by Tad Lindley
Marriage is like flies on a screen door; the ones on the outside are trying to get in, and the ones on the inside are trying to get out. – Rev. Harry M. Lewis
Even to the unmarried, the truth is obvious: people are rushing into marriage. And if the statistics are correct, at an almost equal rate, they are rushing out of marriage. There are three stages to marriage: the courtship (falling in love), the wedding, and the life after (depending on the couple, this is an either when they turn their back on love, or work hard at it while it slowly grows).
The courting love to impress
The things a man will do to impress a woman know no bounds. I remember at the age of ten watching my cousin Douglas. He was in love. His fiancé was coming to visit. Douglas was tearing around that kitchen trying to throw a meal together. I have often thought about it with much amusement. It appeared to me like he was as out of place in a kitchen as black ink in the national budget. I just knew when he lit the candles and they set down to the dinner that the chicken was going to be raw inside and they would have to order out.
Before the wedding
Prior to marriage most people put on their best manners. Hair is combed, gallons of hair gel are used, and money is thrown away on various perfumes and colognes. After all, if she showed up early on in a ratty bathrobe, with messed up hair, bags under her eyes, and bad breath; or he showed up belching, sweaty, clearing his throat, and popping his pimples, they’d both run the other way fast.
Both parties go way out of their way to please the other. As they move toward marriage, they imagine how life will be. He envisions her doing all the cooking and housekeeping, changing all the diapers, and giving him back rubs every night. She pictures this handsome superhero of hers gladly missing city league basketball to celebrate her birthdays and the children’s. She daydreams of him as the proud dad taking them to church every service.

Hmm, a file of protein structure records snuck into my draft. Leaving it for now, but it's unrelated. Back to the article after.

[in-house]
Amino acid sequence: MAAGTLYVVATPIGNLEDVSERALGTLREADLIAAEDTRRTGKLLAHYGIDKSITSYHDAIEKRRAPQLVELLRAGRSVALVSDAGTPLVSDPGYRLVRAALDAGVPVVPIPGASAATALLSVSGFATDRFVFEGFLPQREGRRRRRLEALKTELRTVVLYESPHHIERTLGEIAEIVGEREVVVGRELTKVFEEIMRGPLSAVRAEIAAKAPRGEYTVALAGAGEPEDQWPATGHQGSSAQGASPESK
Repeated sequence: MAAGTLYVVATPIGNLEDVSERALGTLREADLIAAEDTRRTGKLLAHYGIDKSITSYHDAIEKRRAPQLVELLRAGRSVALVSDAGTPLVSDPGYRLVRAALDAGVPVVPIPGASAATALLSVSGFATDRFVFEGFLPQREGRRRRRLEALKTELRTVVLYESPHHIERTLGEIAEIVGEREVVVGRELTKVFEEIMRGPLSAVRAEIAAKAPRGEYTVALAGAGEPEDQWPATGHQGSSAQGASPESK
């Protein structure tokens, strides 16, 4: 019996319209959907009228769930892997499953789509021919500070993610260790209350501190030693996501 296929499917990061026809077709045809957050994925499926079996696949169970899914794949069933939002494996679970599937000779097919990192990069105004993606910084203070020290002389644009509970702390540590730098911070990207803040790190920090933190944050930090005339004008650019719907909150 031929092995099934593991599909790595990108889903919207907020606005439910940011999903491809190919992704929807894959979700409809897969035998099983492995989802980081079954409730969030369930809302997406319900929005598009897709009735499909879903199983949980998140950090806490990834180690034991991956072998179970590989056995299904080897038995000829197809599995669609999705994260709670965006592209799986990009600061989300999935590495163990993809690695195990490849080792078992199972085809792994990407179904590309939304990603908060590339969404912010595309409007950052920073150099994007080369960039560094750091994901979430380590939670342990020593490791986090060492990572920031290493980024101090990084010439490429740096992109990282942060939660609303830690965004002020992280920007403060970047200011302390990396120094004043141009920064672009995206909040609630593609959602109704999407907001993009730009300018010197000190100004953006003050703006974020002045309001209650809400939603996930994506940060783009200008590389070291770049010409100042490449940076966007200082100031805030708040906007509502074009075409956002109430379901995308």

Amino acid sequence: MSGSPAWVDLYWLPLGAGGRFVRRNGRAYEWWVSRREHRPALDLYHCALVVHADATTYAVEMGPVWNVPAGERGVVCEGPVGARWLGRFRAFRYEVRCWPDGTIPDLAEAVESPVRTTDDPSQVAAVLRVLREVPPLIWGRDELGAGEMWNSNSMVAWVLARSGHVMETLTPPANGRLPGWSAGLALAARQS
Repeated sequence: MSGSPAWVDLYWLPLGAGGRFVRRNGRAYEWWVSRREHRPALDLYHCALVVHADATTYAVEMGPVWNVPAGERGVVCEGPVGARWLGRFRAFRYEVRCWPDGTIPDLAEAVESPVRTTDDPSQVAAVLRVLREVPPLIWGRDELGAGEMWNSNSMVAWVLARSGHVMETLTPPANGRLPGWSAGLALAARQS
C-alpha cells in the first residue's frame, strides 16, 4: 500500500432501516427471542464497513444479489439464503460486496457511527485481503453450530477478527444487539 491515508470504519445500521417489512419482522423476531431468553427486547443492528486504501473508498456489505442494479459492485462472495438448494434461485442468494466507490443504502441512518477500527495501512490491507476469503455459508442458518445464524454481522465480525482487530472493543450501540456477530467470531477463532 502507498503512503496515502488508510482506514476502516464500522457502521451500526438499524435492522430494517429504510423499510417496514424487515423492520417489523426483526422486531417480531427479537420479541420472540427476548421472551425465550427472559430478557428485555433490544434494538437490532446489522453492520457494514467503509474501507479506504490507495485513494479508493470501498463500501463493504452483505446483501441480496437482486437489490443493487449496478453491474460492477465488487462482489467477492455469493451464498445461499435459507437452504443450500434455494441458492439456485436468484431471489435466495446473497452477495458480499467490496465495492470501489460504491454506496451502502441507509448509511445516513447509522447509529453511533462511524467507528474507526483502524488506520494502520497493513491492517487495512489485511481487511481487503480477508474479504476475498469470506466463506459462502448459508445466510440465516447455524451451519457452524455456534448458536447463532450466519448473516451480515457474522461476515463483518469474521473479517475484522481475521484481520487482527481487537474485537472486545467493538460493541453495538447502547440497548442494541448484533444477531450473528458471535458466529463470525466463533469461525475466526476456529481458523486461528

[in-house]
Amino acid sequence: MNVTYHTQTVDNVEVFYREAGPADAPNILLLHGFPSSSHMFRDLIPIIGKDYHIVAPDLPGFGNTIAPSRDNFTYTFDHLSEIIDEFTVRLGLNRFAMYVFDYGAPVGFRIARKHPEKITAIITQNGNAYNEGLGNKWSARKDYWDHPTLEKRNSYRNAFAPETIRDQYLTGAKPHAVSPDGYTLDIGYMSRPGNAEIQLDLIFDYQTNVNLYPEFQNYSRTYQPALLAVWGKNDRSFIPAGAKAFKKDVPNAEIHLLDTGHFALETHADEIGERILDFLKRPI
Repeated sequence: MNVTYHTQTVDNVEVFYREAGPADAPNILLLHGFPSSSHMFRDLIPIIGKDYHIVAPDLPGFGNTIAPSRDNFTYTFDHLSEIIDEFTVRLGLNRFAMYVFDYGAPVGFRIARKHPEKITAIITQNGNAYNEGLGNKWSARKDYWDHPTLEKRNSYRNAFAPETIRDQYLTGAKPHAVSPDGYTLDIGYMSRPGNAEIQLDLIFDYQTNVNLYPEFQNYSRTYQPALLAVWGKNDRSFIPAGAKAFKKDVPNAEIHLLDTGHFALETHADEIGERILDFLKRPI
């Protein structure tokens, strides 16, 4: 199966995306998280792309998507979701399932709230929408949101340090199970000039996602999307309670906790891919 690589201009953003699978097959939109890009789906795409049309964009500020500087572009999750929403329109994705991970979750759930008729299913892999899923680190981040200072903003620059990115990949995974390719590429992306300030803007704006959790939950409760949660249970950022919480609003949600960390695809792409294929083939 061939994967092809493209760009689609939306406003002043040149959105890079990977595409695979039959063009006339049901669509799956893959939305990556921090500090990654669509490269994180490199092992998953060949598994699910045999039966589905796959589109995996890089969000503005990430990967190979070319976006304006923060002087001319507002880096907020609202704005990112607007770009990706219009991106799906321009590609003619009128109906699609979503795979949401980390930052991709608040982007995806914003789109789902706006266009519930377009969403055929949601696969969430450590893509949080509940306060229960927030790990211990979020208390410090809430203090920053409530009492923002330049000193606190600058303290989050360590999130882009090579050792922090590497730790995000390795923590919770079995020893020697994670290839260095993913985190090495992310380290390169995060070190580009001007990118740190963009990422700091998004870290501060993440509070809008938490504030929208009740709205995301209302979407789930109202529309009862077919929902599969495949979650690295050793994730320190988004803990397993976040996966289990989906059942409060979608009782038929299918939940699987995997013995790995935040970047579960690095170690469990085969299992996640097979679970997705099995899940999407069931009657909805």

Then the wedding happens
Let me sum it up like this. The husband begins to think, “I am spending the rest of my life with her, but city league only happens twice a week…” And the flames of passion dwindle down to a few smoldering cinders.
God is courting us
Yes, the Bible tells us that the Lord is courting humanity. Out of our ranks, there will be an elect group who will be wed to him. The Apostle John saw this in a prophetic vision known as the Revelation. Let us be glad and rejoice, and give honour to him: for the marriage of the Lamb is come, and his wife hath made herself ready.(19:7) The bride-to-be is the church. And God’s desire is that he might present it to himself a glorious church, not having spot, or wrinkle, or any such thing; but that it should be holy and without blemish. (Ephesians 5:27)
The wedding hasn’t happened yet
The wedding of Christ and the Church will happen some time after the coming of the Lord. We are still in the courtship phase of this relationship. As the Lord calls us, and draws us, we must in turn court him.
When a person is in love, and they’ve had a breakfast date Sunday morning they won’t say, “For crying out loud, wasn’t it enough that we got together for breakfast? Now you want to get together for dinner too? And Wednesday night? That’s crazy, you’re suffocating me!” No when two people are in love, they cannot spend enough time together. They will talk on the phone, write letters, read letters, and even travel great distances. They will go on a date when they are sick. They will skip basketball and every other important thing to see their beloved.
As children of the living God, we cannot afford to kick back and act like the wedding has already happened yet. Our command is to find out what pleases God and do it. We should give him our time, our talents, and our substance. This wedding hasn’t happened yet. We need to ask ourselves, “Self, am I acting toward God like the wedding has already happened, or am I fanning the flames of my passion for him?”
Tad Lindley is a minister at the United Pentecostal Church in Bethel, Alaska.